Perfectly Possible For A Man To Reach 66 With Only One Woman: Researchers
4 July 2024
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An article in the HMetro tabloid

By Lifestyle Reporter | It is indeed possible for a man to reach the age of 66 with only one sexual partner, supported by various studies and expert opinions on lifelong monogamy. Although lifelong monogamy is less common today, it remains a viable lifestyle choice.

  1. Prevalence of Lifelong Monogamy:
    Lifelong monogamy is relatively rare in the modern context. According to Carol Queen, a sexologist at Good Vibrations, lifelong monogamists are now a minority in the United States. The increased commonality of divorce and infidelity has contributed to this decline, with about half of marriages ending in divorce today, which is double the rate from 1960 [❞].
  2. Evolutionary and Biological Perspectives:
    Research by Lukas and Clutton-Brock suggests that monogamy in mammals, including humans, likely evolved due to the need for males to ensure their offspring are genetically theirs and to better provide parental care. This evolutionary strategy is seen as beneficial in ensuring the survival and well-being of the offspring [❞] [❞]. While only about 3-5% of mammal species practice lifelong monogamy, it remains an essential part of human societal structures due to its evolutionary benefits.
  3. Benefits of Monogamy:
    The benefits of monogamy include shared parenting responsibilities, which can lead to better outcomes for children. Studies indicate that monogamous relationships often result in better resource allocation for children, enhancing their chances of survival and well-being [❞]. This is particularly significant in human societies, where paternal care and investment in offspring are more pronounced compared to other mammals.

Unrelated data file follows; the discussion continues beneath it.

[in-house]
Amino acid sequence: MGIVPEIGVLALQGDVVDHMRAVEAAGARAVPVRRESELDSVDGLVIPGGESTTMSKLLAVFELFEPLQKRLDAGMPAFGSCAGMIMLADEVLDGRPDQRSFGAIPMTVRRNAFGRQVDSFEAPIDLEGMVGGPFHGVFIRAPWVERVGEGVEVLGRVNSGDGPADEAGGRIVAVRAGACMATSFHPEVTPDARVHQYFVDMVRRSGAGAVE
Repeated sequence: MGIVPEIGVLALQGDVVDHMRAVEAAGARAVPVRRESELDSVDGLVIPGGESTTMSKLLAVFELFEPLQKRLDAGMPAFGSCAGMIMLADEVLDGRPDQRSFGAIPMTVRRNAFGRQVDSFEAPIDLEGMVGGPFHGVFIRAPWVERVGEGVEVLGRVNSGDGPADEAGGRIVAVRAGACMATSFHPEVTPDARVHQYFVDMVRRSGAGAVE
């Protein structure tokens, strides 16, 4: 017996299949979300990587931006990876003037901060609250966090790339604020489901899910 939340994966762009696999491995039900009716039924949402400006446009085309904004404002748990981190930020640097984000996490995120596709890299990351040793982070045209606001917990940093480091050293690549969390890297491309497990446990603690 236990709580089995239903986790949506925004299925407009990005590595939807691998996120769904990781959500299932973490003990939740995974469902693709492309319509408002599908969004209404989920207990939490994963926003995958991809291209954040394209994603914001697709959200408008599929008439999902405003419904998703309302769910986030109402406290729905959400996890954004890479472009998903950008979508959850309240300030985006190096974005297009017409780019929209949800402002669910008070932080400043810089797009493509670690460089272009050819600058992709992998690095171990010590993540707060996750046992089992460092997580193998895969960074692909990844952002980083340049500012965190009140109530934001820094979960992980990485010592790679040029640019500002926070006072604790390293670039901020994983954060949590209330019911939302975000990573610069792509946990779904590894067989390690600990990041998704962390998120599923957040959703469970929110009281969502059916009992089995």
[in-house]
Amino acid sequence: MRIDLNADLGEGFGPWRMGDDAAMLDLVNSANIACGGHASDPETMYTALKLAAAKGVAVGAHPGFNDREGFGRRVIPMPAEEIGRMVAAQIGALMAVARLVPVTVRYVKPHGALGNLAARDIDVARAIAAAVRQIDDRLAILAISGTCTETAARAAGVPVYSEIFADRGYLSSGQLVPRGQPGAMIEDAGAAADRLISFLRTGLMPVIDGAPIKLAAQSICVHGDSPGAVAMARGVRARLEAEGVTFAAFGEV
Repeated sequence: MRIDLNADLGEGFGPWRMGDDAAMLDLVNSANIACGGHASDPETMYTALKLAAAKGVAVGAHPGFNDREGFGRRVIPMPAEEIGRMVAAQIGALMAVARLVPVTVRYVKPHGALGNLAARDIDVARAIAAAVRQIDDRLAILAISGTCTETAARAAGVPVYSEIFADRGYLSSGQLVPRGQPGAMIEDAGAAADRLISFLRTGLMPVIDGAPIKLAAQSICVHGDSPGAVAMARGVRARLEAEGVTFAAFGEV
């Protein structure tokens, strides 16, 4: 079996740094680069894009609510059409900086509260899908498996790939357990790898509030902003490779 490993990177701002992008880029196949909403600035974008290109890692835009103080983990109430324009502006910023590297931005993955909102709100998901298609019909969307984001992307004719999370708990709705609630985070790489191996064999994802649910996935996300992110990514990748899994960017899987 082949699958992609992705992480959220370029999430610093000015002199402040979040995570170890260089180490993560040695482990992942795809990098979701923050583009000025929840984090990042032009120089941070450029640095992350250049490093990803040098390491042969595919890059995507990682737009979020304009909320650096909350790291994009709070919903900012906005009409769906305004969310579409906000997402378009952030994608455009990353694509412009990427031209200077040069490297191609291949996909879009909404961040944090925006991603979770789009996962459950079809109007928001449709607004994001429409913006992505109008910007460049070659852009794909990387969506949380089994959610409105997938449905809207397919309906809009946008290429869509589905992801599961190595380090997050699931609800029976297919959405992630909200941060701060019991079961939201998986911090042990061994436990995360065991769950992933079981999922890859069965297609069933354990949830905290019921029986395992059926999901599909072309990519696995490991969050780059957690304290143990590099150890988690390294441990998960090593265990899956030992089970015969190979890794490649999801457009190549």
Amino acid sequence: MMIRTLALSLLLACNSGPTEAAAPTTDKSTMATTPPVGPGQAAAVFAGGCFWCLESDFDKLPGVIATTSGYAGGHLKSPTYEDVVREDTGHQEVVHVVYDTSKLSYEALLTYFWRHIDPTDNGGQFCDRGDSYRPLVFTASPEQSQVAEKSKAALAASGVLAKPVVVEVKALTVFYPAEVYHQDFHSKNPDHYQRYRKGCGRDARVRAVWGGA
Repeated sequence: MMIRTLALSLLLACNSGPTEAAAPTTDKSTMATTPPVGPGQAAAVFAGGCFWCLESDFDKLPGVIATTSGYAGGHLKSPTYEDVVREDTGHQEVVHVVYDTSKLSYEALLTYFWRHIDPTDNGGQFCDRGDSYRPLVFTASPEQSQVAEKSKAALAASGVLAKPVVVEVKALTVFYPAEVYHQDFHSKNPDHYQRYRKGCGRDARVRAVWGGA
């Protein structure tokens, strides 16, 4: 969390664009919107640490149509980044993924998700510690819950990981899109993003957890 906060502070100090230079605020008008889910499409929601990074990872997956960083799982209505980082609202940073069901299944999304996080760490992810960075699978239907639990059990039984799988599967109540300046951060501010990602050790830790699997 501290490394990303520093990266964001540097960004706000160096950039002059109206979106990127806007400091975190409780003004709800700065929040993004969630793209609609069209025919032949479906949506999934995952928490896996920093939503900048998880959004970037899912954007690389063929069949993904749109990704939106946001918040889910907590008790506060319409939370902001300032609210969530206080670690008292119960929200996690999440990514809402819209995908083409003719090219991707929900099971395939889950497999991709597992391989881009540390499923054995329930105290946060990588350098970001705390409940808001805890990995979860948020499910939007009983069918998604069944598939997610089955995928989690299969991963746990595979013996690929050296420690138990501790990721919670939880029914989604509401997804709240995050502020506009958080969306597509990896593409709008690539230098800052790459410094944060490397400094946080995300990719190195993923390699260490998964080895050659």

4. Modern Social and Cultural Influences:
    In modern societies, the concept and practice of monogamy have evolved. While many people still adhere to monogamous relationships, the definitions and boundaries of monogamy can vary. For example, serial monogamy, where individuals have one partner at a time but multiple partners over their lifetime, is more common than lifelong monogamy [❞].
  5. Psychological and Sociological Insights:
    According to Bella DePaulo, Ph.D., and other researchers, the assumption that monogamous relationships are inherently more satisfying and safer is not always supported by evidence. Studies have shown that sexual frequency and desire tend to decrease over the course of long-term monogamous relationships. Moreover, the perceived safety of monogamous relationships can be undermined by infidelity, which is often associated with lower usage of protection against STIs compared to consensual non-monogamous relationships [❞].

In conclusion, while lifelong monogamy is less common in today’s society, it is certainly possible and practiced by some individuals. The decision to pursue lifelong monogamy is influenced by a combination of biological, evolutionary, social, and personal factors, highlighting the diversity of human mating strategies and relationship models.